With barely five weeks left before the current stopgap funding measure runs dry, congressional leaders are scrambling to make headway on appropriations for the fiscal year that began on Oct.1. Lawmakers have already acknowledged that another stopgap could be needed to fund at least part of the government and avoid a shutdown before Thanksgiving.

‘Can’t get into that’: Mueller’s testimony was too hot to handle — Congressional Hits and Misses
Week of July 22, 2019

Rep. Mark Meadows takes a photo with his phone as former special counsel Robert Mueller testifies during a House Judiciary Committee hearing on Wednesday, July 24, 2019. (Bill Clark/CQ Roll Call)

Competitive Tennessee Senate primary likely after Haslam decision not to run
Hagerty and Kustoff could run, while Green and Black have passed on the race

Former Tennessee Gov. Bill Haslam will not be running for Senate. (Tom Williams/CQ Roll Call file photo)

Former Tennessee Gov. Bill Haslam announced Wednesday he will sit out the race for Senate this cycle, teeing up a competitive Republican primary in the contest to succeed retiring GOP incumbent Lamar Alexander.

Haslam, 60, described his choice to forgo another bid for public office as “the hardest vocational decision of my life” in a letter published in The Tennessean

GOP senators sound optimistic about Trump’s new Fed picks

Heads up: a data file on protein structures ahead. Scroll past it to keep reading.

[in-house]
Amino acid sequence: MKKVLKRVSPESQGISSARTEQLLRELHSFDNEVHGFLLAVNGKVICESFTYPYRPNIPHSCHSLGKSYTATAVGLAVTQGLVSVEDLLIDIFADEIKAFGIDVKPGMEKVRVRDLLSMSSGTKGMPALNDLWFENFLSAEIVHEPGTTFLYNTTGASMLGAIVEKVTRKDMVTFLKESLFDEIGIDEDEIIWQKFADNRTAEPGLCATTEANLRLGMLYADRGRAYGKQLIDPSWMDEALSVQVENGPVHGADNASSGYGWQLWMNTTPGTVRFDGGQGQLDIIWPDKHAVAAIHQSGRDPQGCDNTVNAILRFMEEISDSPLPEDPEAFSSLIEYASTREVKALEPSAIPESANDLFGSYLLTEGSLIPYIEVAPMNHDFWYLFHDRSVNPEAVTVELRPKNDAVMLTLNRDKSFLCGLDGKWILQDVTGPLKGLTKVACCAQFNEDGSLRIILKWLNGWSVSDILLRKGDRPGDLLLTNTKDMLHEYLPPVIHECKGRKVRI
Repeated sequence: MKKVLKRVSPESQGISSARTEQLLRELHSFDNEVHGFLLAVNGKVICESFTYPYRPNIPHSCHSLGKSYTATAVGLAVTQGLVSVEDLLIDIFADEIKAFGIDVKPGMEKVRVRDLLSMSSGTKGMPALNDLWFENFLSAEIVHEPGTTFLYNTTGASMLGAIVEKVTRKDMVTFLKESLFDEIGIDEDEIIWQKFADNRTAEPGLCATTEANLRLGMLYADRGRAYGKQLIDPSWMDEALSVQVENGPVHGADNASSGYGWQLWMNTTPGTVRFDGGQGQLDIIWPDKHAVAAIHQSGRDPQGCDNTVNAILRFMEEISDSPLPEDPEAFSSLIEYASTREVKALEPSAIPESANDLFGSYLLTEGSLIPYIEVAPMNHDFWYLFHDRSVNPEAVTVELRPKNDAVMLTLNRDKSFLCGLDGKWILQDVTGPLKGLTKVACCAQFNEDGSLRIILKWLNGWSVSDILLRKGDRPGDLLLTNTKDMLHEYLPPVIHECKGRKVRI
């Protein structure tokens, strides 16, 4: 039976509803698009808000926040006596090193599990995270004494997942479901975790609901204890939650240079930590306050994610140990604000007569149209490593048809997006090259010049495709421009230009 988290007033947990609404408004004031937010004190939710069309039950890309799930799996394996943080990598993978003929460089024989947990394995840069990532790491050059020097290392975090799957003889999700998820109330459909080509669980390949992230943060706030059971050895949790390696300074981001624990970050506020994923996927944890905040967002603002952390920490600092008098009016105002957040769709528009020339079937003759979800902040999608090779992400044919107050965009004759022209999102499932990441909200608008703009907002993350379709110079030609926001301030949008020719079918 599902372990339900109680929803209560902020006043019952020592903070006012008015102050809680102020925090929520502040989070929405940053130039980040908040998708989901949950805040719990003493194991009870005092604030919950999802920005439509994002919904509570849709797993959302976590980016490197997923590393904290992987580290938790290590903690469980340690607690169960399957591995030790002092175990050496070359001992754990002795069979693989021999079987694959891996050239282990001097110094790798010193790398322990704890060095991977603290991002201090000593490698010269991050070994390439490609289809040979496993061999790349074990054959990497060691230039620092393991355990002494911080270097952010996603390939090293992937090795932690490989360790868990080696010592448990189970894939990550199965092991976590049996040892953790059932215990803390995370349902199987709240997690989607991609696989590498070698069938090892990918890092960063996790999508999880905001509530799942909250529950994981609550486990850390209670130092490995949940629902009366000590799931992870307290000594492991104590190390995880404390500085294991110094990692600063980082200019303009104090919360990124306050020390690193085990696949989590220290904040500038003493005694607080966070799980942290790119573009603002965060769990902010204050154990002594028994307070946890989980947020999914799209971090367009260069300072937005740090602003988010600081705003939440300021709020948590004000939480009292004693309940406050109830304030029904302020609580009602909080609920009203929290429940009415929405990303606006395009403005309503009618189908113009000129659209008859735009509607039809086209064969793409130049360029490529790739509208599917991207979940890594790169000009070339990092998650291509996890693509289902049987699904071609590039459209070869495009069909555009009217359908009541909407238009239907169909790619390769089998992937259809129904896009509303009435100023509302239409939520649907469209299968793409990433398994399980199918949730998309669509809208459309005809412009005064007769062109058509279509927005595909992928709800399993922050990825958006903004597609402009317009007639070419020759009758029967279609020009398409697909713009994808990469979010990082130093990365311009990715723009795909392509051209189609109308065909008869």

They’re at least faring better than the president’s last two picks

Sen. John Kennedy, R-La., spoke highly of Federal Reserve nominee Christopher Waller. (Bill Clark/CQ Roll Call file photo)

A week after President Donald Trump tweeted his intention to nominate Judy Shelton and Christopher Waller to the Federal Reserve Board, GOP senators are expressing cautious optimism about both picks, despite Shelton’s unorthodox views on monetary policy.

They’re at least better than the president’s previous two picks — Stephen Moore and Herman Cain dropped out before they were officially nominated — said Sen. Richard C. Shelby, R-Alabama. “Well, we haven’t evaluated them yet, but the previous two were lacking in a lot of things,” he said.

Graham: tech companies should ‘earn’ liability shield
Graham said he wants to work with tech giants and others to create a list of “best business practices” for protecting minors online

Sen. Lindsey Graham, R-S.C., talks with reporters after the Senate Policy luncheons in the Capitol on June 25, 2019. Graham said he wants to hold big tech companies more accountable by making them “earn” liability protections. (Tom Williams/CQ Roll Call)